In basketball, the likelihood of the #1 ranked team losing to the #8 ranked team is extraordinarily remote; it does happen if the conference is unusually balanced, but for the most part a 63-19 team is not going to lose to a 43-39 team. The nature of the sport is different. It is pretty much impossible, no matter what you hear about Shaq, for one or two players to win a series singlehandedly. But if the Yankees run into Roy Halladay when he’s hot and throw a meatball to Carlos Delgado at the wrong time, the Blue Jays get to move on and the Yankees lose in five. Baseball, unlike basketball, is a sport wherein bench strength and pitching depth don’t mean as much in the postseason as they do in the regular season.

Football lies somewhere in the middle. Football allows 12 teams into the playoffs, more than baseball, less than the NHL or NBA. Similarly, I would argue the likelihood of an upset lies somewhere in the middle.

In the case of these sports I think the number of teams allowed into the postseason is reasonable. Baseball does not allow 16 teams in because it’s far too likely a team like the '02 Blue Jays could get hot and win the World Series (especially when, as with the '02 Jays, they were awful in April and excellent with different players in September, so the team going into the postseason is better than the team’s actual performance through the year.) On the other hand, basketball as far less to fear from #8-seeded teams, who will not upset the favourites unless they play truly magnificent basketball.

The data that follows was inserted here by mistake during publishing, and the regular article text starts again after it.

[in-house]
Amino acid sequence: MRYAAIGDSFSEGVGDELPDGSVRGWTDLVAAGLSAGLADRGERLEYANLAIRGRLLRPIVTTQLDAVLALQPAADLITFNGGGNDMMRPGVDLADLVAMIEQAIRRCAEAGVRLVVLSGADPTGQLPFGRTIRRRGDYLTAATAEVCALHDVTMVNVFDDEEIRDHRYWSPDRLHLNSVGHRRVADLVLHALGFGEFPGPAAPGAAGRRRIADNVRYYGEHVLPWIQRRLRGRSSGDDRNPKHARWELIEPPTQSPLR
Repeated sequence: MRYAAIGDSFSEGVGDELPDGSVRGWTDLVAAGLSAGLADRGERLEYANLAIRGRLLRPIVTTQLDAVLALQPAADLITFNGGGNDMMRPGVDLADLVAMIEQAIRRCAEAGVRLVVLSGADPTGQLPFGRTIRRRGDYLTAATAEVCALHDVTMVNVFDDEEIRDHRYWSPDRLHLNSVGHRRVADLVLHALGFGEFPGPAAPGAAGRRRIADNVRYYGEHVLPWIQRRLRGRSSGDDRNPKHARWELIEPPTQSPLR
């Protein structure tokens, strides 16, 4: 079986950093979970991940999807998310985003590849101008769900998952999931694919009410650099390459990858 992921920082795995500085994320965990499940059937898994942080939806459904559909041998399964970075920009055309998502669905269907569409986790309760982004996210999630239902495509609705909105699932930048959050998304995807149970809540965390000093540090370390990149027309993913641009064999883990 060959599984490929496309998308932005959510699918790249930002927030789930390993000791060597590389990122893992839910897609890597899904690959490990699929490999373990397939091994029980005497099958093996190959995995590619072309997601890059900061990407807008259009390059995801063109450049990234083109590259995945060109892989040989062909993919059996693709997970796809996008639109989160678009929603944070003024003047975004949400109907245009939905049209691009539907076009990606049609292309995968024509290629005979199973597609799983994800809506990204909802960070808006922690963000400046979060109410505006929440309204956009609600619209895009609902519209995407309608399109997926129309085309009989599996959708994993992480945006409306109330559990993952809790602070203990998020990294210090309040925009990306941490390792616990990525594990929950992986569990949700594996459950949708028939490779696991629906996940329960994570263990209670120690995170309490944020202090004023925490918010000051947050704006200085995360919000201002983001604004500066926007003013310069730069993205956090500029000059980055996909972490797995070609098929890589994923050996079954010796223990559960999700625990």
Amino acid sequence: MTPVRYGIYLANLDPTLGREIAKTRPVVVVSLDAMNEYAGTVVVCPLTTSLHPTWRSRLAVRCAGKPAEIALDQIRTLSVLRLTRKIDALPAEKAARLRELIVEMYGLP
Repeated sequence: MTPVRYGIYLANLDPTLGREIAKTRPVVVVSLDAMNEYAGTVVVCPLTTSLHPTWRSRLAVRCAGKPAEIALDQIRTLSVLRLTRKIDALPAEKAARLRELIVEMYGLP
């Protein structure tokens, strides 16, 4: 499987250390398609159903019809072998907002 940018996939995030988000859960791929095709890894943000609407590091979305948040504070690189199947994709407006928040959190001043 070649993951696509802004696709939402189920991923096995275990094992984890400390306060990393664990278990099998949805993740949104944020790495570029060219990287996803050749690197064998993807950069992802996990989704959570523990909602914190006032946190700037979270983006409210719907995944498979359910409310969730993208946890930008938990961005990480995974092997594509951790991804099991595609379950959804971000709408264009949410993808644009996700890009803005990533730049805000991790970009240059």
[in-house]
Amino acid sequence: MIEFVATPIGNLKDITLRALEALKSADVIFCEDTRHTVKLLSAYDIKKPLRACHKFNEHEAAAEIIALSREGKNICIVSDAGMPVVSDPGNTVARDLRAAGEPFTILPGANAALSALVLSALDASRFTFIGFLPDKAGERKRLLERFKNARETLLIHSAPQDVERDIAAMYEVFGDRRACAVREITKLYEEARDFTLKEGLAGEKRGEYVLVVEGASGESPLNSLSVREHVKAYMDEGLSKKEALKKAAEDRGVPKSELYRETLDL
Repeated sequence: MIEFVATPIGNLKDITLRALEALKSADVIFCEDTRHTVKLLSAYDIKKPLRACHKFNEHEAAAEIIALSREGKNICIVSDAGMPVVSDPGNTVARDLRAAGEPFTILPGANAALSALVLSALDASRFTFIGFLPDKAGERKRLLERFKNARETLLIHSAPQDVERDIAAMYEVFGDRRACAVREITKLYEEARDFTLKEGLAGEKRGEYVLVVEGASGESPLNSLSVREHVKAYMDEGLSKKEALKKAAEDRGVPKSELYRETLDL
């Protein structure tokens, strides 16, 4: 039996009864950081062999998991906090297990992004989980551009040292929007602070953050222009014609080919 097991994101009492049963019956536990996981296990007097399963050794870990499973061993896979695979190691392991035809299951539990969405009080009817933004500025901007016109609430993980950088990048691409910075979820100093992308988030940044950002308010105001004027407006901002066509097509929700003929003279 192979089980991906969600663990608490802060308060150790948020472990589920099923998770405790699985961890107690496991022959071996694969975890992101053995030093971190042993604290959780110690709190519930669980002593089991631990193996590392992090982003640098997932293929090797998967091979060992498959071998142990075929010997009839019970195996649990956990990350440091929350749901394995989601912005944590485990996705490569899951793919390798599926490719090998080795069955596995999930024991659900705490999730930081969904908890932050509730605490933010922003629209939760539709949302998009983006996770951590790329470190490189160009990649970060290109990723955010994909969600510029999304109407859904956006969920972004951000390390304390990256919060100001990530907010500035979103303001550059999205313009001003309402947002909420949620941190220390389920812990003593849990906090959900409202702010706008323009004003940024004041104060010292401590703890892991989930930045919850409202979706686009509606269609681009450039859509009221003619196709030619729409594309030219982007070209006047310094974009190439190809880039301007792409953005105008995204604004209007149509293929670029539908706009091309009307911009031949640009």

Personally, I think the playoff systems for MLB, football and the NBA are about what they should be. The NHL’s is excessive.

I’m a huge hockey fan and even I have to laugh at their playoff system sometimes. In the original 6 days, 4 teams made the playoffs. As recently as 1991, 16 of 21 teams made the playoffs. All you had to do to make the playoffs was not finish last in your division, except for the east (Smythe was it?) that had 6 teams. Perhaps weirdest about this was in 1991 a sub-.500 team made the Stanley Cup finals–the Minnesota North Stars. They lost to the Pittsburgh Penguins.

RickJay, are you sure you meant that the NHL is excessive? Not the NBA? From reading your post you give good reason for the NBA to slim down their playoff format. Why have the #1 seed play a dud? Why not give them a bye? Although, we know with the money involved this would never happen.

You say it is ok for a #1 seed in the NBA to play a walk over #8 seed than to have a #1 play a more competitive #8 seed in the NHL? All the NHL teams and players know going into the season that although finishing first is an honor (and gets you home ice advantage), the real test comes playoff time. The more competitive the match ups the better it is and the sweeter the victory.

THe NHL playoffs are far and away the most exciting in sports and one of the reasons is the fierce competition.

However, I would prefer the NHL trim down the number of team in the league and then trim down the number of playoff team. But it is not likely to ever happen. I agree in the past that the number of team that made the playoffs was excessive but not in todays NHL.